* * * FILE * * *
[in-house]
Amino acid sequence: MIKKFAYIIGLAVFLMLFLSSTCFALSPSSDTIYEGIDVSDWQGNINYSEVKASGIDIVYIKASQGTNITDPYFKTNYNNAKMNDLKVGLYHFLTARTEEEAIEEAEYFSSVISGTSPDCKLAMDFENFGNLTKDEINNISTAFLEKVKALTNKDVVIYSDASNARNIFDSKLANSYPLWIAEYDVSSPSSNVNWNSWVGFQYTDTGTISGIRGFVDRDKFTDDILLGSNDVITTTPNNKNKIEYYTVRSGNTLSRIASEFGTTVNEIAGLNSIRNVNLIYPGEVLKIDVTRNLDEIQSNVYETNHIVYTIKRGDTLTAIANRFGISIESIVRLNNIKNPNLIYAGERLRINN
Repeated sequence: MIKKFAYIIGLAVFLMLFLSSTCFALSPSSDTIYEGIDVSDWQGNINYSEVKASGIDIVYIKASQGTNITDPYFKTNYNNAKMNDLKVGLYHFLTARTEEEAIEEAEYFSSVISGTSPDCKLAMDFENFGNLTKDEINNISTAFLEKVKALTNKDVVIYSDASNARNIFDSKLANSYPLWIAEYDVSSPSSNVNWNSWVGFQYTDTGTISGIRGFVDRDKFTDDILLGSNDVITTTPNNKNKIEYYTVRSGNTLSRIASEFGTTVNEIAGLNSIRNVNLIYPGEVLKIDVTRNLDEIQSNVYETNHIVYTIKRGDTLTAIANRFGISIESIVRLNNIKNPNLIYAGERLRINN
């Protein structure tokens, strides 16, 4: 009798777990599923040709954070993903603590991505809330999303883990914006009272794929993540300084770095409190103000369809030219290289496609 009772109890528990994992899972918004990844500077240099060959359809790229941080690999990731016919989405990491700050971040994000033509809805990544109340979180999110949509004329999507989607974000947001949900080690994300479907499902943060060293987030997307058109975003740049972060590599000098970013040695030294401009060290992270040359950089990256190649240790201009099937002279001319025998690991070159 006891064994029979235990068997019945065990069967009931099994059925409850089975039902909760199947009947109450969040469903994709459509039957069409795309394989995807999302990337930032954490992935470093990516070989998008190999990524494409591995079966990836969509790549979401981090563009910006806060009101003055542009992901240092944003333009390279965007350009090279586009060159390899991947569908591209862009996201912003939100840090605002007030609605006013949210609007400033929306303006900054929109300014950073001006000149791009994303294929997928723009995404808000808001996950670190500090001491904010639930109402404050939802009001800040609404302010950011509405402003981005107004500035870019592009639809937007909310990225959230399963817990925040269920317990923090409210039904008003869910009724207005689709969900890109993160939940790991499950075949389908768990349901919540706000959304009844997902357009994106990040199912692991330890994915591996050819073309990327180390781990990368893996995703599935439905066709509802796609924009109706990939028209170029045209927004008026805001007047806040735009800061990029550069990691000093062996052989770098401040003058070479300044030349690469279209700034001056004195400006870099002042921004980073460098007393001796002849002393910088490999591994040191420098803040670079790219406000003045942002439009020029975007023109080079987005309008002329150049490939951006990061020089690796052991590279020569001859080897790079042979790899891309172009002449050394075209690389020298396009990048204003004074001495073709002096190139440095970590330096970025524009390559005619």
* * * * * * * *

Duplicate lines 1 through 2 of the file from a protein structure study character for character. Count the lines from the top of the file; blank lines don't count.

[in-house]
Amino acid sequence: MIKKFAYIIGLAVFLMLFLSSTCFALSPSSDTIYEGIDVSDWQGNINYSEVKASGIDIVYIKASQGTNITDPYFKTNYNNAKMNDLKVGLYHFLTARTEEEAIEEAEYFSSVISGTSPDCKLAMDFENFGNLTKDEINNISTAFLEKVKALTNKDVVIYSDASNARNIFDSKLANSYPLWIAEYDVSSPSSNVNWNSWVGFQYTDTGTISGIRGFVDRDKFTDDILLGSNDVITTTPNNKNKIEYYTVRSGNTLSRIASEFGTTVNEIAGLNSIRNVNLIYPGEVLKIDVTRNLDEIQSNVYETNHIVYTIKRGDTLTAIANRFGISIESIVRLNNIKNPNLIYAGERLRINN